Tony Stevenson attended the residential school in Lebret on and off for about 10 years. He was at the school when it was transitioning over to the Star Blanket First Nation. Tony knows from experience life in residential school was not perfect. He is a long-time an advocate for residential school survivors. Tony believes his personal experience has helped him connect with the survivors. His memories of his time are bittersweet.
Reason for going
Tony attended public school prior to being recruited by the QIRS hockey team when he was about 12 years old. He said the school was an improvement for him for several reasons. Tony and his family were living on reserve in a small, poorly built house. His uncles worked at the school as coaches and child care workers. While playing hockey for the school, he spent weekends at the school, which he enjoyed. He enrolled full-time the following school year.
Impact of the school
Tony did not care for the public school he attended prior to 1981. He said it was not a good experience for him in the predominantly non-Indigenous school. Tony recalled being treated differently by teachers and other students.
He said walking into the huge residential school for the first time felt great because it felt like home.
Tony said it was the other students who made it a welcoming environment. The majority of the staff were good people, but said there were some who should not have been there nor should they have worked with children. He recalled personal incidents when the punishment was excessive, but said such incidents were not regular.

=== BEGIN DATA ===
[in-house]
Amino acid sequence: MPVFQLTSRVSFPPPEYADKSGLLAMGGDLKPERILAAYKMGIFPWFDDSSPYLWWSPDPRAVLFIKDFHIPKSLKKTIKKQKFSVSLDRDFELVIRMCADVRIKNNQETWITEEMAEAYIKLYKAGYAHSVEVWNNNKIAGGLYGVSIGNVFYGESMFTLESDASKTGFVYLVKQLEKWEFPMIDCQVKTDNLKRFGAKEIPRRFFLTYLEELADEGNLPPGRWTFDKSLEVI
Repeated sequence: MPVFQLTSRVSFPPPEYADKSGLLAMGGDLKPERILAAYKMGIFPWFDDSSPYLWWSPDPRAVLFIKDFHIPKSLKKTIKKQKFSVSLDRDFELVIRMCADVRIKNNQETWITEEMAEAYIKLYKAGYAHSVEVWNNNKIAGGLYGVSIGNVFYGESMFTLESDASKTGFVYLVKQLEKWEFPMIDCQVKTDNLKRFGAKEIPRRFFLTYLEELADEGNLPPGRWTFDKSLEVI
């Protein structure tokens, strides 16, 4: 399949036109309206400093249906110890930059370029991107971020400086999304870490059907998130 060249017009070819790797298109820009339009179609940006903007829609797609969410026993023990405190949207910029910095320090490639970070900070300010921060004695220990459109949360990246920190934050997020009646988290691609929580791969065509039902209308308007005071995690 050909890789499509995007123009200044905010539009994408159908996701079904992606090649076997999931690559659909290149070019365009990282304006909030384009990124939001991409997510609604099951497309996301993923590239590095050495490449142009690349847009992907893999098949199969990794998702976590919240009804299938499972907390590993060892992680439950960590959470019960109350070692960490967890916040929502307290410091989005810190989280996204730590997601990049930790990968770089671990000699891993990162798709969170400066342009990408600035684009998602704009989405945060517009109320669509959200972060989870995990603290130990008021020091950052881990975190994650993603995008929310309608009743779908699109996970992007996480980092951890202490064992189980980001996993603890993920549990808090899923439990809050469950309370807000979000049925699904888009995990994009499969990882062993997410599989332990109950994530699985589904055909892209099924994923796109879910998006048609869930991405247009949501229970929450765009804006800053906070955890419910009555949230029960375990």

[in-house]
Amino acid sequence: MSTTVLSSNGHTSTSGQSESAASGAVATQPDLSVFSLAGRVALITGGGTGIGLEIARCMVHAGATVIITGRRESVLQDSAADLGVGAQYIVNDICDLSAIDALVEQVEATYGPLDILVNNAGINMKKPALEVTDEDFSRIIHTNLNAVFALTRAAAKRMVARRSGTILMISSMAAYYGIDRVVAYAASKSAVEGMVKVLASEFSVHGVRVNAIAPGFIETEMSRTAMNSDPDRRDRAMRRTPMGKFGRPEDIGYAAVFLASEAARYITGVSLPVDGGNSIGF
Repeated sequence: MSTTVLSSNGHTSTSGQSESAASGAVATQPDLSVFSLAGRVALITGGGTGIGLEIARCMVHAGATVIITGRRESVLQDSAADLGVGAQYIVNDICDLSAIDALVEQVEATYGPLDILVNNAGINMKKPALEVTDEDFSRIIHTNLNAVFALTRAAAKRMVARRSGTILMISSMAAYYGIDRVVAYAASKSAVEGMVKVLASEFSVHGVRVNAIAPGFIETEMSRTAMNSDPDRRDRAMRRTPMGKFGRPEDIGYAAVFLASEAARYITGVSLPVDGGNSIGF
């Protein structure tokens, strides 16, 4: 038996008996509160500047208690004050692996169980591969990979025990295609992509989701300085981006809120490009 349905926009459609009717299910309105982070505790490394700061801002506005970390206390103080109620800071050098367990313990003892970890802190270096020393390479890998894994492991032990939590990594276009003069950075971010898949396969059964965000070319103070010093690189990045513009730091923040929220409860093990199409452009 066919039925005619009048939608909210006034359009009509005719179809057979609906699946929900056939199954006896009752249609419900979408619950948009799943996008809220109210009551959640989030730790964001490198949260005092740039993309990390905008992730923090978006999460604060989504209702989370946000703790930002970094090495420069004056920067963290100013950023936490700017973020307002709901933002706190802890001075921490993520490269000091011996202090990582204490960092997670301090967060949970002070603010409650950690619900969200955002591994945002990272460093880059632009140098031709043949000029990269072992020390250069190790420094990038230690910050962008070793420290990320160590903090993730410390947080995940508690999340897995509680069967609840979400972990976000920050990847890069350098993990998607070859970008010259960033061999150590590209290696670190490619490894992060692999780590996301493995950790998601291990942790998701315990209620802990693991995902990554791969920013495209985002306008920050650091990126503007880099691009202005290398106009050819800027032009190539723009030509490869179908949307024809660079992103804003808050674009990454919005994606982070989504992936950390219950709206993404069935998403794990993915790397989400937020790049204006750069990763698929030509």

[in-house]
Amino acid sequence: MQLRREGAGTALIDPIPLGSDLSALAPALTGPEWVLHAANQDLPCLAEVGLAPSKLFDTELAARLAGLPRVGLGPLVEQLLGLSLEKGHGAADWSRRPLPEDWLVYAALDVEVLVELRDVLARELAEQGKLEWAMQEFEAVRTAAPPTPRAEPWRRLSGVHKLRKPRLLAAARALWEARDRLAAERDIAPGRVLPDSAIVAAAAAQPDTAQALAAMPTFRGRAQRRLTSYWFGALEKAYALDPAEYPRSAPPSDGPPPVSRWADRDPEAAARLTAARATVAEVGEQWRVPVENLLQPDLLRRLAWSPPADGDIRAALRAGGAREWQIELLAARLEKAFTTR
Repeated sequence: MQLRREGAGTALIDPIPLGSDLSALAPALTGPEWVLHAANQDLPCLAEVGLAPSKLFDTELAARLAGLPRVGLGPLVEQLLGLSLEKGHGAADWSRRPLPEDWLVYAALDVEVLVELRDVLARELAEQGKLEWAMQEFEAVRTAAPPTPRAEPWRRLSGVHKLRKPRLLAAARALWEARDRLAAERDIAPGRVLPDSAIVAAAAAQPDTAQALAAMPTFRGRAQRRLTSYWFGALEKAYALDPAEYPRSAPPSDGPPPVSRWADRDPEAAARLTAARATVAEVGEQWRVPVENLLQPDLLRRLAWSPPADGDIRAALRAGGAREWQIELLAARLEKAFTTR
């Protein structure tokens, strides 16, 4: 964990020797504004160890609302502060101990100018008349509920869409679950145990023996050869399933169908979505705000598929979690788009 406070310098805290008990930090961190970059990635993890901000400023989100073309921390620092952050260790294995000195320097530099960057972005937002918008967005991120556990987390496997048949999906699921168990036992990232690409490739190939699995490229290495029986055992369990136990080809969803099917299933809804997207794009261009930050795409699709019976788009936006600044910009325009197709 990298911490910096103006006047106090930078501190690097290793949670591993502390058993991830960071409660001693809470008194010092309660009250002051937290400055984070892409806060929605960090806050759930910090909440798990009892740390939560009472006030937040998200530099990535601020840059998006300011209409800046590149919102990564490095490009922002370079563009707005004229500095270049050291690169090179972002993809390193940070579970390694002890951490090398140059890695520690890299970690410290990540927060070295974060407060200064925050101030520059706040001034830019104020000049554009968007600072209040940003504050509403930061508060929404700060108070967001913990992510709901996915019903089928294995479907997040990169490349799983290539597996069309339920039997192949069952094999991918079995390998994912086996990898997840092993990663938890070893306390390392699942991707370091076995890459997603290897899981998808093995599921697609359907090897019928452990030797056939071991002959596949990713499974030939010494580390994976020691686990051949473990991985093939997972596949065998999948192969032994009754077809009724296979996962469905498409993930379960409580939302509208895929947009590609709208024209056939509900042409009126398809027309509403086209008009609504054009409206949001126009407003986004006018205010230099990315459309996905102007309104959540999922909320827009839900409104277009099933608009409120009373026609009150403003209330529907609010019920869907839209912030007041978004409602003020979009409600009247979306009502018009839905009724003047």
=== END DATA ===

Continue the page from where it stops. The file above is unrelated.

Looking back, he knows some of the staff should not have been working at the school, but says many others went above and beyond for the students. Tony said students from the final generation are unique because they witnessed a shift in how the school operated and reaped the benefits of those changes.
For many students the school was a better alternative to life at home due to social factors like poverty and addictions. Tony said those experiences are what helped create that bond between students, friends became like siblings.
Although things were not perfect, Tony says it was still a good place for many. As a long-time advocate for residential school survivors, he has sat with many former students and learned their stories. As a result, he has a grasp of the history of the residential school experience that others do not.
Tony does not regret his time at the school because of the lifelong friendships he made. He says the school provided an alternative for those students who needed a place to go to school. Tony said there was room for improvements when it came to choosing child care workers. However, he would not trade the experience for anything,